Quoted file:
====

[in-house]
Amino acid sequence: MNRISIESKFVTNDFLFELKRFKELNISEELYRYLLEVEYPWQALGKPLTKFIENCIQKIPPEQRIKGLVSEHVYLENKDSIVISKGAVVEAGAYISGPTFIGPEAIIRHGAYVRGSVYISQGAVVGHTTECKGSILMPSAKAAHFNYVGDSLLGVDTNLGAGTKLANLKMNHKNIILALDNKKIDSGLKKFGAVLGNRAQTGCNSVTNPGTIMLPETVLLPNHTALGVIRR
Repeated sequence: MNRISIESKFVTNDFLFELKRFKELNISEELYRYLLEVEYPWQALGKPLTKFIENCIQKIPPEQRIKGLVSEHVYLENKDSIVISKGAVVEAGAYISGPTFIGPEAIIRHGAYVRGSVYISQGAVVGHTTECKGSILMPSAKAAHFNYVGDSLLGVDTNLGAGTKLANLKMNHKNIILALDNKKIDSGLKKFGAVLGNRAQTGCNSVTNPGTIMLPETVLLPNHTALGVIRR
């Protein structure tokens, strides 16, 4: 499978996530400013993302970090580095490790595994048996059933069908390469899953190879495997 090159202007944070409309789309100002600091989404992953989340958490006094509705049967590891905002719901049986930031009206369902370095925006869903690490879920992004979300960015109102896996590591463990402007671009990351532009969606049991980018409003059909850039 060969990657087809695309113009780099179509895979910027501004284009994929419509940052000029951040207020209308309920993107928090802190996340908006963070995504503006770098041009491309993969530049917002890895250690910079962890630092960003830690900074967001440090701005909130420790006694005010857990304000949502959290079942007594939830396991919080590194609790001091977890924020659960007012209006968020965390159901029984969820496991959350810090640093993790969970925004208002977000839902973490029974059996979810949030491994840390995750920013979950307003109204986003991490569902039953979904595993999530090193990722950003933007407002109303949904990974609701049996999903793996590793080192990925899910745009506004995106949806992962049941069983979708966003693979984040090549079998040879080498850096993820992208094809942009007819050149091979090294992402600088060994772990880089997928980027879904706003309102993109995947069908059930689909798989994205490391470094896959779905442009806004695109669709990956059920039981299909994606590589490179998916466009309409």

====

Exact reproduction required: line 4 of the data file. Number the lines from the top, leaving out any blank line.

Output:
């Protein structure tokens, strides 16, 4: 499978996530400013993302970090580095490790595994048996059933069908390469899953190879495997 090159202007944070409309789309100002600091989404992953989340958490006094509705049967590891905002719901049986930031009206369902370095925006869903690490879920992004979300960015109102896996590591463990402007671009990351532009969606049991980018409003059909850039 060969990657087809695309113009780099179509895979910027501004284009994929419509940052000029951040207020209308309920993107928090802190996340908006963070995504503006770098041009491309993969530049917002890895250690910079962890630092960003830690900074967001440090701005909130420790006694005010857990304000949502959290079942007594939830396991919080590194609790001091977890924020659960007012209006968020965390159901029984969820496991959350810090640093993790969970925004208002977000839902973490029974059996979810949030491994840390995750920013979950307003109204986003991490569902039953979904595993999530090193990722950003933007407002109303949904990974609701049996999903793996590793080192990925899910745009506004995106949806992962049941069983979708966003693979984040090549079998040879080498850096993820992208094809942009007819050149091979090294992402600088060994772990880089997928980027879904706003309102993109995947069908059930689909798989994205490391470094896959779905442009806004695109669709990956059920039981299909994606590589490179998916466009309409």